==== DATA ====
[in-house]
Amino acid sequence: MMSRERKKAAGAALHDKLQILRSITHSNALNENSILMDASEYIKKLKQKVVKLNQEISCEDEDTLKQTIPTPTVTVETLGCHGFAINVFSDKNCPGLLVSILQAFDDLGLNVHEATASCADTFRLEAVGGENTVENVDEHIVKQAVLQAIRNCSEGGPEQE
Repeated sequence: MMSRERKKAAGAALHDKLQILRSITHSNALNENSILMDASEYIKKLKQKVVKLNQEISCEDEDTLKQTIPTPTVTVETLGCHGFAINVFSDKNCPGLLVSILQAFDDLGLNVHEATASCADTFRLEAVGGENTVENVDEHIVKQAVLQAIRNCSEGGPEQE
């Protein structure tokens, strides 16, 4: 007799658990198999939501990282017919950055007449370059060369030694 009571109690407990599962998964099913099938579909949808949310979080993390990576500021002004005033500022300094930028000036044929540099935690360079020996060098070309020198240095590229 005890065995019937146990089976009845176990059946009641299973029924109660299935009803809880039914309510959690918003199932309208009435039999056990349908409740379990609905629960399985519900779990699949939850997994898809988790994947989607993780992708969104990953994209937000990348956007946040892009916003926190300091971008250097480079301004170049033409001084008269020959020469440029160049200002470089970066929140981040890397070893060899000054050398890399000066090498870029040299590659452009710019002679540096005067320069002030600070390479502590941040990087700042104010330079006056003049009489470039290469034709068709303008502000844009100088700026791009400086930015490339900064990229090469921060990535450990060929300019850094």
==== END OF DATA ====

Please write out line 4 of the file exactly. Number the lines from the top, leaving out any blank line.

């Protein structure tokens, strides 16, 4: 007799658990198999939501990282017919950055007449370059060369030694 009571109690407990599962998964099913099938579909949808949310979080993390990576500021002004005033500022300094930028000036044929540099935690360079020996060098070309020198240095590229 005890065995019937146990089976009845176990059946009641299973029924109660299935009803809880039914309510959690918003199932309208009435039999056990349908409740379990609905629960399985519900779990699949939850997994898809988790994947989607993780992708969104990953994209937000990348956007946040892009916003926190300091971008250097480079301004170049033409001084008269020959020469440029160049200002470089970066929140981040890397070893060899000054050398890399000066090498870029040299590659452009710019002679540096005067320069002030600070390479502590941040990087700042104010330079006056003049009489470039290469034709068709303008502000844009100088700026791009400086930015490339900064990229090469921060990535450990060929300019850094």